Why I Won’t Call You a Terf

I am a feminist. My feminism is intersectional. It covers women, it covers race, it covers men, it covers people with disabilities, and it covers transgender and non-binary people. My feminism doesn’t always benefit me.

I have witnessed my friends and fellow campaigners being harassed by a minority of women who are labeled or identify as Trans Exclusionary Radical Feminists (TERFs). Before we get into it, I want to make it absolutely crystal clear: I condemn as strongly as possible the words and actions of these women. To dead-name or mis-gender any person who is trans is the cruelest and pettiest thing one could do.

However, I don’t believe in calling names. I understand completely why a trans person would want to and respect their right to but I won’t do it. Firstly, I’m not going to attach the word ‘feminism’ to this hateful behaviour. Secondly, I don’t think that terms like TERF, Incel, etc. have any place in our lexicon. Cruelty doesn’t deserve the validation of a name.

I am a cis-woman. I have always identified as a woman and I’m comfortable in my womanhood. I regularly get called a “handmaiden” for being an ally to my trans friends and colleagues. If you don’t know what that is, it’s a pop-culture reference to Margaret Atwood’s novel The Handmaid’s Tale which was recently adapted into a popular TV series by Hulu.

Oh wow, where to begin with this one?

Atwood’s creation, as with all her novels, is a female perspective of injustices against women by men, whether subtle or insidious. It is as pertinent now as when it was first published in 1985. I’m staggered by the use of the word ‘handmaiden’ as an insult against women by women. The implication being that women who ally ourselves with trans people are somehow complicit in our own servitude. Just typing that made me swear very badly in my head!

Margaret Atwood has always challenged the notion of being ‘the right’ kind of feminist, and herself is not anti-trans:

“Some feminists have historically been against lipstick and letting transgender women into women’s washrooms. Those are not positions I have agreed with.”

The Guardian, 2018

“I’m not that kind of feminist. And I’m not the kind that thinks that trans women are not women. So you tell me what you mean and I’ll tell you if I am one.”

Irish Times, 2018

I think most women would agree that female representation is sorely needed. So for anti-trans lobbyists to take a women’s work and twist it to fit a narrative that is against the writer’s beliefs seems counterproductive to female empowerment. Just sayin’.

A lot of the narrative to do with anti-trans conversation is focused on male-female transitioning and seems to exclude trans-men completely. if they are mentioned at all they are labelled ‘gender traitors’ The slurs hurled at trans women are usually centred around dead-naming and insults based on genitalia. You know who attributes worth to what’s in a person’s underwear? Misogynists. We women are more than just walking, talking vaginas. I don’t get it. One minute we’re fighting the patriarchal concept of women being little more than baby pushing sex machines, the next we’re using reductive criteria to explain what it means to be a woman.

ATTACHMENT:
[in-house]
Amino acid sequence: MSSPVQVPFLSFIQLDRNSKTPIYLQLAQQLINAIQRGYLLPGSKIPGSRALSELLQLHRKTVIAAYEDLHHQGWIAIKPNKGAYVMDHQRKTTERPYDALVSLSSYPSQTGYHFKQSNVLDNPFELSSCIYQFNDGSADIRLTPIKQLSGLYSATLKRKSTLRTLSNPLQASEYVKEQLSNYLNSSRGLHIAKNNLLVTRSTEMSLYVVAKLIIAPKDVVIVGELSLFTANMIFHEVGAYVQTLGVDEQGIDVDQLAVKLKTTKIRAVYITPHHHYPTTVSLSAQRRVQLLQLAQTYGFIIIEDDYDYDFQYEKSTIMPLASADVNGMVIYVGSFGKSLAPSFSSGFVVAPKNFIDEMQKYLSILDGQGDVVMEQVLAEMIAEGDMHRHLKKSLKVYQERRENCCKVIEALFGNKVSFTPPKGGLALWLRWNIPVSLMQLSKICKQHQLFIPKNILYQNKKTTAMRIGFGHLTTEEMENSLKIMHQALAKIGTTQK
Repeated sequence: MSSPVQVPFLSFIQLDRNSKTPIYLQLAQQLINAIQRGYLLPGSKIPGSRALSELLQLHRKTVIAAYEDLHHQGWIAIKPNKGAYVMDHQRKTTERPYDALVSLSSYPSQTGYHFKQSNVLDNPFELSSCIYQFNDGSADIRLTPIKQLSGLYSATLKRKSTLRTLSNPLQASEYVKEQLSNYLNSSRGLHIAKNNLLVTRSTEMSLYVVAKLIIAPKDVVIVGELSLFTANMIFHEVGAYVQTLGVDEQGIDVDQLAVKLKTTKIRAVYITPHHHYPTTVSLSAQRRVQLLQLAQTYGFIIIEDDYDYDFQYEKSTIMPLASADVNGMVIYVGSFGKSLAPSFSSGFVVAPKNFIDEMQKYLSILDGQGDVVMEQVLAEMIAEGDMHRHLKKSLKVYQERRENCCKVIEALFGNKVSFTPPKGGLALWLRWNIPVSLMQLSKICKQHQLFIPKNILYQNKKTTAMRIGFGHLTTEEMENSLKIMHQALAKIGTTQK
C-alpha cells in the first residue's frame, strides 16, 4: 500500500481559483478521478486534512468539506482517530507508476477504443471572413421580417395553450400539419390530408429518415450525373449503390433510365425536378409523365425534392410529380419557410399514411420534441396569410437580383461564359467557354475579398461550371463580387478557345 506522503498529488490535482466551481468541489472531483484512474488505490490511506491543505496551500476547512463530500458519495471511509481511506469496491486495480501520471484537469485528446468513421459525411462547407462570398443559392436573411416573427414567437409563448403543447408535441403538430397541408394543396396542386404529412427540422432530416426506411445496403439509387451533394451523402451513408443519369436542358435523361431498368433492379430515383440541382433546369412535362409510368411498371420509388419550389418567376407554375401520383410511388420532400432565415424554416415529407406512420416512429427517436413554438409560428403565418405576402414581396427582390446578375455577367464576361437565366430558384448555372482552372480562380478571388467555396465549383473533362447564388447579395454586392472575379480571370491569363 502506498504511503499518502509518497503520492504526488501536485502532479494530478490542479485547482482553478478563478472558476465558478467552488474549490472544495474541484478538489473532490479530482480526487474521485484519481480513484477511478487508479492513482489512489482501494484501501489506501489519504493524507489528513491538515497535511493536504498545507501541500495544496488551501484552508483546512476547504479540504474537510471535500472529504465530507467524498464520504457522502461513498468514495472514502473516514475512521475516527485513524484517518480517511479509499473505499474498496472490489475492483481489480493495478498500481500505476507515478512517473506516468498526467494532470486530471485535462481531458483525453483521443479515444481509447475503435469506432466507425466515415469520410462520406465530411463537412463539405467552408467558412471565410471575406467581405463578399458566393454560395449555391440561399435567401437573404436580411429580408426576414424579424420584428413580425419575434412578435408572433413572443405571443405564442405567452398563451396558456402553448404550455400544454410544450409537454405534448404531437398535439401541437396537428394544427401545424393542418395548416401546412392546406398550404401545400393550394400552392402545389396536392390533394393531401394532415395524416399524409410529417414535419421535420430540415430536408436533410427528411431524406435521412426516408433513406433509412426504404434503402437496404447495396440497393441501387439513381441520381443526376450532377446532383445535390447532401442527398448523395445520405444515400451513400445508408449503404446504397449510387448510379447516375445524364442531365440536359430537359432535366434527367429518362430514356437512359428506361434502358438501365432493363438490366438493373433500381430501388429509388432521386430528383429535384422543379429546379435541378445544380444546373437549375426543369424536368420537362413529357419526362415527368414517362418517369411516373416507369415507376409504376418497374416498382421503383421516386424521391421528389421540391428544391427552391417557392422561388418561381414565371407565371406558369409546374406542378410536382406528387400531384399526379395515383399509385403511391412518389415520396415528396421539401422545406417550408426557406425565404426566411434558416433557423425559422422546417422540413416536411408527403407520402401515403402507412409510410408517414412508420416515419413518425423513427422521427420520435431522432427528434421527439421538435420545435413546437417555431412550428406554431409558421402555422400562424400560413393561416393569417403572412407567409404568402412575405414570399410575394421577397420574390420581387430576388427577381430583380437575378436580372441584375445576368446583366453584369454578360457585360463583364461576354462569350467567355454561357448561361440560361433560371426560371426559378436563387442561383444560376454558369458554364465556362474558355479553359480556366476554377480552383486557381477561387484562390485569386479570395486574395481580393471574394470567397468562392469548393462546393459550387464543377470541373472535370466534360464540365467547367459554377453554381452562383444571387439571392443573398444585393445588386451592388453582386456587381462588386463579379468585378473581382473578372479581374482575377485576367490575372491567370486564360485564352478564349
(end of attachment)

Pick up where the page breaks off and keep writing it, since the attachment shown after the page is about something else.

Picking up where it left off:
Some women have genuine concerns around female only spaces and what that means in this modern age, though crisis shelters have been used by trans woman for a long time before we were having these conversations. I don’t believe that these conversations should be taboo and not be had, BUT it is imperative that these conversations are held with trans people and not without them. I don’t believe in de-platforming women because they hold opposing views, however free speech does not mean a free-for-all on unchecked hate speech.

I do believe that legitimate concerns are being used as a front for anti-trans sentiment that paints all trans women, in particular, as a new way of oppressing cis-women. I can only speak for myself when I say that I am not the least bit concerned that people are transitioning and going through the torture of those experiences solely to take away my rights as a woman. Call me a handmaiden, but that seems paranoid!

So, I’ve decided to not play the game of woman vs woman. I will not be calling you names even when you use slurs against me. I will not level aggression at you when you level it at me. I will tell you why I don’t agree with you but I will not try to force you to change your mind. I will not prescribe to this game of tit for tat. If you think I am subservient to the patriarchy, that’s fine. You’re wrong, but it’s fine if you think that.

What I won’t do, however, is remain silent. If you act with cruelty to a trans person, I will call it out. I just won’t resort to name-calling. I have better weapons in my arsenal than that.

Blessed Day, Ladies.

An article written and illustrated by me that has also been published on Huffington Post this week.

7 months ago

Leave a Reply

Your email address will not be published. Required fields are marked *